Disney Princess Analysis

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Disney princesses are known to be stereotypically “perfect.” They all have the same body, race, ethnicity, and sexual orientation. Then, all the movies shared the same plot: the “perfect” girl gets saved by a strong, handsome man, they fall in love, and live happily ever after.
To viewers in the 20th century, this was exactly what they wanted. This “perfect” girl and plot all made sense. But when the 21st century rolled around, this all changed. People started to realize that this wasn’t the real world, and this has upset some viewers. So, Disney had to change its ways.
They started by taking small steps. In 1992, Aladdin was the first movie where the main character had a different ethnicity, but the condescending plot stayed the same.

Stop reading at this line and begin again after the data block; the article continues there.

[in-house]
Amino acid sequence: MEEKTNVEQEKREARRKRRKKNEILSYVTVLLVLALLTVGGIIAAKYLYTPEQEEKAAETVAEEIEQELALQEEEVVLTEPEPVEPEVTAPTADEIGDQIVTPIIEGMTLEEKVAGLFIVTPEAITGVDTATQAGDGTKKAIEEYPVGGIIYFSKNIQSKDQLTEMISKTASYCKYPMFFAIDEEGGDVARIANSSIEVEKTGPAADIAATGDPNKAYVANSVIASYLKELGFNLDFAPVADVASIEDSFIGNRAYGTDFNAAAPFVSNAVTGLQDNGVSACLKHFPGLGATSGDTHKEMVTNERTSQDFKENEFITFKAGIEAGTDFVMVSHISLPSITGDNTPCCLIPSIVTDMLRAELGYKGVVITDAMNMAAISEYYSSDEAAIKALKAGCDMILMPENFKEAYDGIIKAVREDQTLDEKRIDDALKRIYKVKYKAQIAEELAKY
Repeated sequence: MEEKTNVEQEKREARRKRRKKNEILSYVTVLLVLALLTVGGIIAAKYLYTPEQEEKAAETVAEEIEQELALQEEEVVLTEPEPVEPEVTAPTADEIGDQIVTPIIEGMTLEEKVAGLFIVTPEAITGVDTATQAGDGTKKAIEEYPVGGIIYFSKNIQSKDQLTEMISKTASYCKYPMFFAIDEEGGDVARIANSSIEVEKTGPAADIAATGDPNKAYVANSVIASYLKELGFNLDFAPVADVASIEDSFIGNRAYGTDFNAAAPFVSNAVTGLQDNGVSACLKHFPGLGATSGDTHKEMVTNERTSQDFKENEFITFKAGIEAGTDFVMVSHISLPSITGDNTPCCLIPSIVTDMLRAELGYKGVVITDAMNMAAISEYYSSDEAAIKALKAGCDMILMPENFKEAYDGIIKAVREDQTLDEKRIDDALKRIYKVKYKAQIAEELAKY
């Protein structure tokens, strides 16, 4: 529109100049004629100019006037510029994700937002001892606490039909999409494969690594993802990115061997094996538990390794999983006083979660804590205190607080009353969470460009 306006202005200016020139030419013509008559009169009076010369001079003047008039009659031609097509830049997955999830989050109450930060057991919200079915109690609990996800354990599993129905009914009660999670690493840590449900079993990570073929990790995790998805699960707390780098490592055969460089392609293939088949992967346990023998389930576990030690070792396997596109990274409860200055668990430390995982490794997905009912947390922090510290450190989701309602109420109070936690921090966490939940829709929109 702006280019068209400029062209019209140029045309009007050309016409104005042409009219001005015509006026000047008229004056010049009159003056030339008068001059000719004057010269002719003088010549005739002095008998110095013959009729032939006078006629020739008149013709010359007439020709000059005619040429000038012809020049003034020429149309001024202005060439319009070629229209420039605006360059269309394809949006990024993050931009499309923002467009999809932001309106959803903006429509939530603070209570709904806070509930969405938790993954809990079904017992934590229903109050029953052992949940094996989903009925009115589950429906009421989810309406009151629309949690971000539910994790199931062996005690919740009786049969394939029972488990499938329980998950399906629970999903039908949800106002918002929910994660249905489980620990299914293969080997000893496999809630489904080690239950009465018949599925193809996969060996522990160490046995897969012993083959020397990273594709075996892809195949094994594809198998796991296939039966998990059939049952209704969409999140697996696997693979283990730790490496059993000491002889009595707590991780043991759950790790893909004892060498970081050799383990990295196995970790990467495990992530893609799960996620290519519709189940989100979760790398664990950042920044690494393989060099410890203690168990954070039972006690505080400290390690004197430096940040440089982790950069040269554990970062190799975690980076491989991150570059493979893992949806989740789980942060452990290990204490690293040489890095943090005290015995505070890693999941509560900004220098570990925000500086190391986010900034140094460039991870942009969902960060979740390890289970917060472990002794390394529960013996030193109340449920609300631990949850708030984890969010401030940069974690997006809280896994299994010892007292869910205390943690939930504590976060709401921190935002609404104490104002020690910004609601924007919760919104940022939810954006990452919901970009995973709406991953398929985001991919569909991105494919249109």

The next big leap was in “Mulan”, where the plot dramatically changed. Mulan was an Asian girl who pretended to be a man so she could fight in the army. This movie showed the
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In this movie, the boy and girl are equal. So, Disney has been breaking all of its boundaries except one: sexual orientation. Every character has been straight. There were rumors floating around that some characters were gay, such as Timon and Pumba from the “Lion King,” but these rumors were never confirmed by the producers.
Until now: the creators of the remake of “Beauty and the Beast” have announced that Josh Gad’s character, LeFou, is gay, and has feelings for his leader Gaston.
The backstory behind this controversial choice is touching. Howard Ashman, the brilliant lyricist behind many Disney films, was fighting a losing battle against AIDS as he worked on the original “Beauty and the Beast”. Ashman decided to make a couple changes of his own.
“It was his idea, not only to make it into a musical but also to make Beast one of the two central characters,” director Bill Condon explained. “Until then, it had mostly been Belle’s story that they had been

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